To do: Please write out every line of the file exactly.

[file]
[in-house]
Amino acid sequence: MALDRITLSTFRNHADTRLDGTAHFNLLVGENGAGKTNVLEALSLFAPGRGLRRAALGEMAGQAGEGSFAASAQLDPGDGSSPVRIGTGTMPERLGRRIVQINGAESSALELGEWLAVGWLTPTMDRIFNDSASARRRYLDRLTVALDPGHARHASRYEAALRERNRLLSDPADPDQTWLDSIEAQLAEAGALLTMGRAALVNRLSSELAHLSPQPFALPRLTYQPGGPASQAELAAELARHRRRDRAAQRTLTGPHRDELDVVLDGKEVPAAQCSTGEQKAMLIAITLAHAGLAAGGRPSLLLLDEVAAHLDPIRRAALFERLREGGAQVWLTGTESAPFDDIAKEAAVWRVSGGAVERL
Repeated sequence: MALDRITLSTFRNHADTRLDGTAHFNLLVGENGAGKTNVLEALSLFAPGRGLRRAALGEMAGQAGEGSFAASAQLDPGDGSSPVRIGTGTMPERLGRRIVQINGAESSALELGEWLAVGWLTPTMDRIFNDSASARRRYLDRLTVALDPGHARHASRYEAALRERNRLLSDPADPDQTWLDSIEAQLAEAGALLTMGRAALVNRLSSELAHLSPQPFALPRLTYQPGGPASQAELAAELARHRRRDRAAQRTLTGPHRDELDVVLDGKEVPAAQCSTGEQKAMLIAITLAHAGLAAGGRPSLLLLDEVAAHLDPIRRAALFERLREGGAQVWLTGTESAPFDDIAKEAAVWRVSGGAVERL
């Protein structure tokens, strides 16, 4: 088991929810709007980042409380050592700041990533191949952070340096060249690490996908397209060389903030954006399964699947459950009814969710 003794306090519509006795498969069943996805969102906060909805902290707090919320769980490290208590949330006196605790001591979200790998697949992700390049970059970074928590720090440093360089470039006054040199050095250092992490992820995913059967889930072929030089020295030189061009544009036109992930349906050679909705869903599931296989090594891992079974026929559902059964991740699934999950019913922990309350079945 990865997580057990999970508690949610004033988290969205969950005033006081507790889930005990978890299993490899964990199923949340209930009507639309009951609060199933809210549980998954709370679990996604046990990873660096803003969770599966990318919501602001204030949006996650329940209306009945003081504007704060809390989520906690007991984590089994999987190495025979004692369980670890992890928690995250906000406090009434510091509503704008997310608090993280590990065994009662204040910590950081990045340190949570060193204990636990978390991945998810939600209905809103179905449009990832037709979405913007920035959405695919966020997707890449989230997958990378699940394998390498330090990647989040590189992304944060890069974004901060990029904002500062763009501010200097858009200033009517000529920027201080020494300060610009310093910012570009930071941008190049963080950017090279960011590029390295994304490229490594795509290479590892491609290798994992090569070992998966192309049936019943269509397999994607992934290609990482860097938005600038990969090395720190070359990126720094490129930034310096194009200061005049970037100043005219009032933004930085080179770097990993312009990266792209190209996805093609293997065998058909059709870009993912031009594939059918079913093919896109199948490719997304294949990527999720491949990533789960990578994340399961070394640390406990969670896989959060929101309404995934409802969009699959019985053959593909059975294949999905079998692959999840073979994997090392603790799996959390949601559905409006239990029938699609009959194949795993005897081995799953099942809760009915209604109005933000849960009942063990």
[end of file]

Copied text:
[in-house]
Amino acid sequence: MALDRITLSTFRNHADTRLDGTAHFNLLVGENGAGKTNVLEALSLFAPGRGLRRAALGEMAGQAGEGSFAASAQLDPGDGSSPVRIGTGTMPERLGRRIVQINGAESSALELGEWLAVGWLTPTMDRIFNDSASARRRYLDRLTVALDPGHARHASRYEAALRERNRLLSDPADPDQTWLDSIEAQLAEAGALLTMGRAALVNRLSSELAHLSPQPFALPRLTYQPGGPASQAELAAELARHRRRDRAAQRTLTGPHRDELDVVLDGKEVPAAQCSTGEQKAMLIAITLAHAGLAAGGRPSLLLLDEVAAHLDPIRRAALFERLREGGAQVWLTGTESAPFDDIAKEAAVWRVSGGAVERL
Repeated sequence: MALDRITLSTFRNHADTRLDGTAHFNLLVGENGAGKTNVLEALSLFAPGRGLRRAALGEMAGQAGEGSFAASAQLDPGDGSSPVRIGTGTMPERLGRRIVQINGAESSALELGEWLAVGWLTPTMDRIFNDSASARRRYLDRLTVALDPGHARHASRYEAALRERNRLLSDPADPDQTWLDSIEAQLAEAGALLTMGRAALVNRLSSELAHLSPQPFALPRLTYQPGGPASQAELAAELARHRRRDRAAQRTLTGPHRDELDVVLDGKEVPAAQCSTGEQKAMLIAITLAHAGLAAGGRPSLLLLDEVAAHLDPIRRAALFERLREGGAQVWLTGTESAPFDDIAKEAAVWRVSGGAVERL
């Protein structure tokens, strides 16, 4: 088991929810709007980042409380050592700041990533191949952070340096060249690490996908397209060389903030954006399964699947459950009814969710 003794306090519509006795498969069943996805969102906060909805902290707090919320769980490290208590949330006196605790001591979200790998697949992700390049970059970074928590720090440093360089470039006054040199050095250092992490992820995913059967889930072929030089020295030189061009544009036109992930349906050679909705869903599931296989090594891992079974026929559902059964991740699934999950019913922990309350079945 990865997580057990999970508690949610004033988290969205969950005033006081507790889930005990978890299993490899964990199923949340209930009507639309009951609060199933809210549980998954709370679990996604046990990873660096803003969770599966990318919501602001204030949006996650329940209306009945003081504007704060809390989520906690007991984590089994999987190495025979004692369980670890992890928690995250906000406090009434510091509503704008997310608090993280590990065994009662204040910590950081990045340190949570060193204990636990978390991945998810939600209905809103179905449009990832037709979405913007920035959405695919966020997707890449989230997958990378699940394998390498330090990647989040590189992304944060890069974004901060990029904002500062763009501010200097858009200033009517000529920027201080020494300060610009310093910012570009930071941008190049963080950017090279960011590029390295994304490229490594795509290479590892491609290798994992090569070992998966192309049936019943269509397999994607992934290609990482860097938005600038990969090395720190070359990126720094490129930034310096194009200061005049970037100043005219009032933004930085080179770097990993312009990266792209190209996805093609293997065998058909059709870009993912031009594939059918079913093919896109199948490719997304294949990527999720491949990533789960990578994340399961070394640390406990969670896989959060929101309404995934409802969009699959019985053959593909059975294949999905079998692959999840073979994997090392603790799996959390949601559905409006239990029938699609009959194949795993005897081995799953099942809760009915209604109005933000849960009942063990």